The widest glacier in the world threatens to slide into the sea, which could lead to dire consequences

The widest glacier in the world threatens to slide into the sea, which could lead to dire consequences

Thwaites Glacier, which first appeared on maps of Antarctica in 1947, has long been a concern. 50 billion tons per year is already collapsing, which represents 4 percent of global sea level rise. If he disappears completely in the water, this level will rise 65 cm to 3 meters – which will also be felt by Flanders.

There are several records of Thwaites Glacier. It is named after Frederick T. Thwaites (1883-1961), an American geologist who had never visited the glacier. With an area of ​​192,000 km² (it can be compared with Great Britain), it is not the largest glacier in the world, but with a tangent line of 120 km (the distance it touches the sea) it is the widest in the world. planet. The glacier is currently 800 to 1200 meters thick on this seam.

But it’s this contact with water – specifically with the Amundsen Sea in West Antarctica – that worries scientists. The glacier moves there at a rate of two kilometers per year. In doing so, it is already losing 50 billion tons annually, an amount that has doubled in thirty years and since 2000 represents a total of one trillion tons of ice. No other ice mass in Antarctica is subject to change – which has earned Thwaites the nickname “doomsday ice.”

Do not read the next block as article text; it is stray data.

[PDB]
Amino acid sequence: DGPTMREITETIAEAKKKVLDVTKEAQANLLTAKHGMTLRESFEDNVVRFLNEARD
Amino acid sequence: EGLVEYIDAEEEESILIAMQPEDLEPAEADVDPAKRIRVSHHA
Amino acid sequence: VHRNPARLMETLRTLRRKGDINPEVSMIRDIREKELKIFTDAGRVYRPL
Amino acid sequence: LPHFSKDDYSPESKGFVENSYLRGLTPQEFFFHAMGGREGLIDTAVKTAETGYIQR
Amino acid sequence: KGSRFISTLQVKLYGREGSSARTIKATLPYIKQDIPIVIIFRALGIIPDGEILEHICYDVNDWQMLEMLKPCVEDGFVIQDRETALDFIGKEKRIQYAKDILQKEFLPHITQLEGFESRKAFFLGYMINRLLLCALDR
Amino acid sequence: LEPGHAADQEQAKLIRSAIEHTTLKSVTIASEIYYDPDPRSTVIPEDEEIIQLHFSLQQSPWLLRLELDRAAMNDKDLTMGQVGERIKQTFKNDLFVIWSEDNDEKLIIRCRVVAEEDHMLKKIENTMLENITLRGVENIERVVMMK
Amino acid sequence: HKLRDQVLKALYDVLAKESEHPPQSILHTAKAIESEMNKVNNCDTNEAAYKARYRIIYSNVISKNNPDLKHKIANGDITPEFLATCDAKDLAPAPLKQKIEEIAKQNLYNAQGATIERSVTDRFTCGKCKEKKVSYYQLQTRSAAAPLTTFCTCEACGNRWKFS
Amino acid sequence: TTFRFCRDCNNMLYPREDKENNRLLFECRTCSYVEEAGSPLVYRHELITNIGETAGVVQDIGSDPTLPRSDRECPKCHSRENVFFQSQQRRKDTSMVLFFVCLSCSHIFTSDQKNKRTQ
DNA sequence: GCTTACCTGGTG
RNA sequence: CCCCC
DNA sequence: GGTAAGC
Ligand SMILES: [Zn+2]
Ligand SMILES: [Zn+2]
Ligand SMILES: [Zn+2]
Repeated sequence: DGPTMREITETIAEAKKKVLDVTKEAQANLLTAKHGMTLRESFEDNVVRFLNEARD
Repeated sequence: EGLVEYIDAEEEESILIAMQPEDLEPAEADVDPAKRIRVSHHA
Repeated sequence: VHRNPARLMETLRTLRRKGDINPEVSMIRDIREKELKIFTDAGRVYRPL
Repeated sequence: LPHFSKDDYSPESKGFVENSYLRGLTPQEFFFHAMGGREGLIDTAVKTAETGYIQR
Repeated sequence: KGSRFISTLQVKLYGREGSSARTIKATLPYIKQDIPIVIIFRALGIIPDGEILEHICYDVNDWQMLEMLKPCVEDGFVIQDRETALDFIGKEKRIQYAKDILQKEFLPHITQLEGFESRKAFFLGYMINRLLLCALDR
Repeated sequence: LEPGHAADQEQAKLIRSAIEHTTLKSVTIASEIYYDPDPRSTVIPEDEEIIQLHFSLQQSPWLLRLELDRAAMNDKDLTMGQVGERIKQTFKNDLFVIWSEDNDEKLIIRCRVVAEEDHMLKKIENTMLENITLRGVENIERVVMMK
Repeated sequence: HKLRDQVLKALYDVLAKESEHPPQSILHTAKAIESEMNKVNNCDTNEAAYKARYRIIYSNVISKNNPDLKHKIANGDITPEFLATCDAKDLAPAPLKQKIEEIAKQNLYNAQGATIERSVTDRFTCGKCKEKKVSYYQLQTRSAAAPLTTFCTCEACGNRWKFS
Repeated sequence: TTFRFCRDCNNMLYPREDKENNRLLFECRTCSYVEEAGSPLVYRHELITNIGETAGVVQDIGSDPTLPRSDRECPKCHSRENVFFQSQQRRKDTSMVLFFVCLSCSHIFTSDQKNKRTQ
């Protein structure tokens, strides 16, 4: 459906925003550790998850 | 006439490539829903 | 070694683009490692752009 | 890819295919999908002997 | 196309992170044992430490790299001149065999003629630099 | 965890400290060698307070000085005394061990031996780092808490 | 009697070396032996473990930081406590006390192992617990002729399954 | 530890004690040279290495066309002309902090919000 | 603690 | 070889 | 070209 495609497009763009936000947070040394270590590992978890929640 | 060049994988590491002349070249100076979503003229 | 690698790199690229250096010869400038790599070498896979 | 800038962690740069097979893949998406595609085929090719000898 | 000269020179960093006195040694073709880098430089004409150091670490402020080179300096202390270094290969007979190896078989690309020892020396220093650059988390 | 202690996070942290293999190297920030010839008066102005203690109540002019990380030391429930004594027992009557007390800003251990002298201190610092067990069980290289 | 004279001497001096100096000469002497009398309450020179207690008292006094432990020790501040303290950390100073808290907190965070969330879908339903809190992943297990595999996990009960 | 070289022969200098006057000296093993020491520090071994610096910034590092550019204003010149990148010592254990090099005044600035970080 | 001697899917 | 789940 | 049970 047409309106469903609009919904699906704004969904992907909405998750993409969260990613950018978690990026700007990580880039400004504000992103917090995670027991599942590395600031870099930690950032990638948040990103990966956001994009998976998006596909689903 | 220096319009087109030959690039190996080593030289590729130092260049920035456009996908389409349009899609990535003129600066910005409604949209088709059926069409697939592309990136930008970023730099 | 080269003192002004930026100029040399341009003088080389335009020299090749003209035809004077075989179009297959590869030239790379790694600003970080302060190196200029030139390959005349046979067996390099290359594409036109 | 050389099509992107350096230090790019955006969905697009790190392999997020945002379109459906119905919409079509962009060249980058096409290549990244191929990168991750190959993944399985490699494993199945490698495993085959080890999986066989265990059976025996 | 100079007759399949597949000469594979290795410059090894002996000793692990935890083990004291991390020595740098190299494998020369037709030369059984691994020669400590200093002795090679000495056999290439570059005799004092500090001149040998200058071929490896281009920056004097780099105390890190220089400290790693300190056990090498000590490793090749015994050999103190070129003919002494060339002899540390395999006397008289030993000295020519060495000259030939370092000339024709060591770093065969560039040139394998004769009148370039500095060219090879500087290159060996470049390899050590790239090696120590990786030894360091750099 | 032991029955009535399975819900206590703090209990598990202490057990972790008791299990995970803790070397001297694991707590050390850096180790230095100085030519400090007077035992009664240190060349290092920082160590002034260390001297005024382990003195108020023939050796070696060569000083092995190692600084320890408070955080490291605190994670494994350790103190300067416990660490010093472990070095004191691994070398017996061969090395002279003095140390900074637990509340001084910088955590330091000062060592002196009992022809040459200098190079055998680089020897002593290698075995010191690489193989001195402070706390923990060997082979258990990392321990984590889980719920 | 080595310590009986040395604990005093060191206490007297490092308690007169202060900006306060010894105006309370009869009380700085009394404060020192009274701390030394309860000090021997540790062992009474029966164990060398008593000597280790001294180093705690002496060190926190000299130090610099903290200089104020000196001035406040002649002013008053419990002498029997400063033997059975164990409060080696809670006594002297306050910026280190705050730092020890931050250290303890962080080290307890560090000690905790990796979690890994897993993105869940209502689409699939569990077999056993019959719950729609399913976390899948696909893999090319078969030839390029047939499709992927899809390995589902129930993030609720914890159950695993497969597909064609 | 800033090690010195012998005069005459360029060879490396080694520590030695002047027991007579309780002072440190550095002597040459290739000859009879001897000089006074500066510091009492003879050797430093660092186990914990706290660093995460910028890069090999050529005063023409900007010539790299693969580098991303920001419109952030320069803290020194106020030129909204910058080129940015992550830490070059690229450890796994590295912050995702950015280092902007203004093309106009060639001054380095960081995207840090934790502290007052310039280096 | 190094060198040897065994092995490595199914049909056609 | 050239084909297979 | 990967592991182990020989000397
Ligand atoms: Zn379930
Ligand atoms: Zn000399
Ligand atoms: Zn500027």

Part of the 120 km line of communication where the Thwaites Glacier meets the Amundsen SeaNASA image

The ice floe is affected from below

For now, he’s still largely stopped by a floating ice floe affixing him to a rock under the sea, as it were. But that ice floe is melting. Previously large cracks were discovered and new research now shows that flows of warm water are also affecting the ice floes along the bottom. At the annual meeting of the American Geophysical Union this week, scientists warned that the ice floe could collapse within three to five years.

Then the glacier loses its braking system and completely slides into the sea. It has already been calculated that sea level will rise by 65 cm worldwide as a result. This increase is now only 3.5 mm per year. And there’s more. Because according to research leader Ted Schampos, the Thwaites glacier will also drag nearly all of the other ice from the West Antarctic ice shelf with it. It is a hundred times larger than Belgium and will raise sea level by more than three metres.

Areas with a risk of flooding if sea level rises by 65 cm.  Climatecentral.org's photo

Areas with a risk of flooding if sea level rises by 65 cm.Climatecentral.org’s photo

Flooding up to Mechelen

Simulations by scientific news agency Climate Central show that an increase of 65 centimeters will already threaten large parts of West Flanders with floods. If the height is three metres, it will be felt up to Ghent, Wassland and river valleys up to Mechelen. A little further from home, large parts of the Netherlands and cities such as London, Hamburg and Bordeaux would be flooded. Outside of Europe, this applies to major cities such as Miami, Shanghai and Bangkok.

This rise in sea level will not occur immediately after the glacier loses its brakes. It is still not possible to calculate how quickly it will disappear into the sea. The rate at which all that ice melts also depends on what temperature the oceans will have reached by then. So it can still take decades or even centuries before the maximum effects are noticeable. But if the brakes fail, according to the researchers, it will be irreversible and the consequences will come anyway.

Areas with a risk of flooding if the sea level rises by three metres.  Climatecentral.org's photo

Areas with a risk of flooding if the sea level rises by three metres.Climatecentral.org’s photo

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